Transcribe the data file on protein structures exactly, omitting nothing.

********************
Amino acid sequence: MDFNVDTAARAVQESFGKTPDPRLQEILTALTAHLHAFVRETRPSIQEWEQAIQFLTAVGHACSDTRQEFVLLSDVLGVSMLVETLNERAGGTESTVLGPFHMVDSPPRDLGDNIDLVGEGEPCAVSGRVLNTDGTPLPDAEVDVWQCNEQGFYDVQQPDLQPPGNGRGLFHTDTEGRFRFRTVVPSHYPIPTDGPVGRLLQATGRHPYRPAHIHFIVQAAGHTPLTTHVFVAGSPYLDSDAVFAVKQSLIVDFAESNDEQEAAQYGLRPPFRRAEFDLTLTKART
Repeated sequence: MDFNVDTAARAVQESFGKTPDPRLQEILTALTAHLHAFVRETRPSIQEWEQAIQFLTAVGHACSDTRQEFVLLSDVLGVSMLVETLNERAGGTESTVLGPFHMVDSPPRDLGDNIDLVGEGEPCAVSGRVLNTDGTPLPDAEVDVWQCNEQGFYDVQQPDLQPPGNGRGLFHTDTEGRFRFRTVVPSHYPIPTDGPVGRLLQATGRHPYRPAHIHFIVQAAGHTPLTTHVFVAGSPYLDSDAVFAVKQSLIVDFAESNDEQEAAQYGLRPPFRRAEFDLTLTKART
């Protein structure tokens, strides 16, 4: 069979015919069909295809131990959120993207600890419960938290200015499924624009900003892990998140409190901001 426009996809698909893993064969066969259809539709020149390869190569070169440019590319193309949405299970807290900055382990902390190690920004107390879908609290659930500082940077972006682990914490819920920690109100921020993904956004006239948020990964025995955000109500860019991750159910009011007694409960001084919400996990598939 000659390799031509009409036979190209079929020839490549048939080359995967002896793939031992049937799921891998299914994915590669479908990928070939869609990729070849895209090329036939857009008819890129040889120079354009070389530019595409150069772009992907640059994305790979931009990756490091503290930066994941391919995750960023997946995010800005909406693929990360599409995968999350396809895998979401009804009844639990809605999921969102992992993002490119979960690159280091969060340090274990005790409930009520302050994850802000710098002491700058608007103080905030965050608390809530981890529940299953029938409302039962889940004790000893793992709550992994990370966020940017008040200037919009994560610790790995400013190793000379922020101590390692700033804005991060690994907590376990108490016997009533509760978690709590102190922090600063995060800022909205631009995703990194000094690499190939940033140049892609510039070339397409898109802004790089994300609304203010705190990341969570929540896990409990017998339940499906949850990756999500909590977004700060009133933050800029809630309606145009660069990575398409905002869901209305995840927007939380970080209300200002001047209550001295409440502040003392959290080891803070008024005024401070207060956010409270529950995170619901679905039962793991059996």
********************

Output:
Amino acid sequence: MDFNVDTAARAVQESFGKTPDPRLQEILTALTAHLHAFVRETRPSIQEWEQAIQFLTAVGHACSDTRQEFVLLSDVLGVSMLVETLNERAGGTESTVLGPFHMVDSPPRDLGDNIDLVGEGEPCAVSGRVLNTDGTPLPDAEVDVWQCNEQGFYDVQQPDLQPPGNGRGLFHTDTEGRFRFRTVVPSHYPIPTDGPVGRLLQATGRHPYRPAHIHFIVQAAGHTPLTTHVFVAGSPYLDSDAVFAVKQSLIVDFAESNDEQEAAQYGLRPPFRRAEFDLTLTKART
Repeated sequence: MDFNVDTAARAVQESFGKTPDPRLQEILTALTAHLHAFVRETRPSIQEWEQAIQFLTAVGHACSDTRQEFVLLSDVLGVSMLVETLNERAGGTESTVLGPFHMVDSPPRDLGDNIDLVGEGEPCAVSGRVLNTDGTPLPDAEVDVWQCNEQGFYDVQQPDLQPPGNGRGLFHTDTEGRFRFRTVVPSHYPIPTDGPVGRLLQATGRHPYRPAHIHFIVQAAGHTPLTTHVFVAGSPYLDSDAVFAVKQSLIVDFAESNDEQEAAQYGLRPPFRRAEFDLTLTKART
């Protein structure tokens, strides 16, 4: 069979015919069909295809131990959120993207600890419960938290200015499924624009900003892990998140409190901001 426009996809698909893993064969066969259809539709020149390869190569070169440019590319193309949405299970807290900055382990902390190690920004107390879908609290659930500082940077972006682990914490819920920690109100921020993904956004006239948020990964025995955000109500860019991750159910009011007694409960001084919400996990598939 000659390799031509009409036979190209079929020839490549048939080359995967002896793939031992049937799921891998299914994915590669479908990928070939869609990729070849895209090329036939857009008819890129040889120079354009070389530019595409150069772009992907640059994305790979931009990756490091503290930066994941391919995750960023997946995010800005909406693929990360599409995968999350396809895998979401009804009844639990809605999921969102992992993002490119979960690159280091969060340090274990005790409930009520302050994850802000710098002491700058608007103080905030965050608390809530981890529940299953029938409302039962889940004790000893793992709550992994990370966020940017008040200037919009994560610790790995400013190793000379922020101590390692700033804005991060690994907590376990108490016997009533509760978690709590102190922090600063995060800022909205631009995703990194000094690499190939940033140049892609510039070339397409898109802004790089994300609304203010705190990341969570929540896990409990017998339940499906949850990756999500909590977004700060009133933050800029809630309606145009660069990575398409905002869901209305995840927007939380970080209300200002001047209550001295409440502040003392959290080891803070008024005024401070207060956010409270529950995170619901679905039962793991059996």